The FDA is testing shipments of imported orange juice from all over the world for traces of fungicide.
NEW YORK (CNNMoney) -- The U.S. Food and Drug Administration says it has halted shipments of imported orange juice from all over the world and will test each one for traces of fungicide.
The decision to test orange juice and orange juice concentrate shipments, which was announced Tuesday, came after an unnamed juice company alerted the FDA last month that it found low levels of the fungicide, carbendazim, in products imported from Brazil.
The FDA said it will examine all container shipments of orange juice that arrive at U.S. ports. The agency will sample contents from multiple parts of each shipment; the subsequent testing could take between five and ten business days.
Shipments that test negative for "detectable levels" of carbendazim will be allowed to enter the country.
But "orange juice that shows a level of carbendazim equal to or higher than 10 parts per billion, a baseline FDA level of quantification, will be denied entry into the U.S.," according to the Juice Products Association, the trade organization that represents the fruit and juice products industry including giants like Coca-Cola (Fortune 500), owner of Minute Maid, and PepsiCo ( , Fortune 500), owner of Tropicana.,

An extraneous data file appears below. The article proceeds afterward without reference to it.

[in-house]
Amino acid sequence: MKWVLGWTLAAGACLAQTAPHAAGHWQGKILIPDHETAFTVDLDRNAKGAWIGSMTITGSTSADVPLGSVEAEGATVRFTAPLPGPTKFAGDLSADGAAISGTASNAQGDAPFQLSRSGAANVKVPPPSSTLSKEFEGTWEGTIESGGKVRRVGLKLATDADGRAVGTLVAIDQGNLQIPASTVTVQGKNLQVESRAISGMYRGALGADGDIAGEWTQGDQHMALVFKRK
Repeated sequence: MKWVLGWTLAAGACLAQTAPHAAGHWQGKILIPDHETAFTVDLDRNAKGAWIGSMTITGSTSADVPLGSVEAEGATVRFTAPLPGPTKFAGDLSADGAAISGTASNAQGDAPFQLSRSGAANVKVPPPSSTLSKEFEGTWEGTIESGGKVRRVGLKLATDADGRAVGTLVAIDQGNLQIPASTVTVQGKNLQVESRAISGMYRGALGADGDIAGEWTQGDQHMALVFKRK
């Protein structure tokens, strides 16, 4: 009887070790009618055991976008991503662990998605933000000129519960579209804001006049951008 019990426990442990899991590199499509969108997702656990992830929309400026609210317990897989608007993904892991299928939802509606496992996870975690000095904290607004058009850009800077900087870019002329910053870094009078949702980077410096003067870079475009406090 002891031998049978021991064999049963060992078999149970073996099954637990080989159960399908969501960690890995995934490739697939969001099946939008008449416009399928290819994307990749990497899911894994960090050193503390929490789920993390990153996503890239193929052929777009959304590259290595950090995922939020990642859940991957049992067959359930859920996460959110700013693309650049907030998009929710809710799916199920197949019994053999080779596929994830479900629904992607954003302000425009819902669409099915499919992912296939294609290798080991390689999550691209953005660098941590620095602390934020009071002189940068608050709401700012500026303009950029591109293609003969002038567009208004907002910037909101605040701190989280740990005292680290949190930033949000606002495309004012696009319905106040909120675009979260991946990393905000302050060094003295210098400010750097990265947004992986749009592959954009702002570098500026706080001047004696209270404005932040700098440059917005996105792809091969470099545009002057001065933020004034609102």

The FDA said that if three of a company's shipments test negative for carbendazim, that company's shipments will no longer have to go through mandatory testing. It "remains to be seen" exactly how many companies will be involved in the tests, the FDA said.
Shipments that test positive for the fungicide, which is legal in Brazil and other parts of the world but considered an "unlawful pesticide chemical residue" under U.S. law, will be "turned away or destroyed," said the FDA.
About 25% of all orange juice consumed in the United States is imported, while the rest is supplied domestically, according to the U.S. Department of Agriculture. Only 11% of all orange juice consumed in the United States is imported from Brazil, the agency said.
The levels of carbendazim that sparked the testing were "very low," the FDA said, and the Environmental Protection Agency said those levels do not raise safety concerns, according to a preliminary risk assessment.
However, the EPA is continuing to conduct risk assessments, and said it will have more results next week.
At that level, the fungicide does not raise safety concerns, according to a preliminary risk assessment from the EPA.
The FDA insists that "consumers can be confident that the orange juice in their refrigerators is safe."
Orange juice futures jumped almost 10% Tuesday amid fears that the U.S. government could ban Brazilian orange juice, but retreated in trading on Wednesday.
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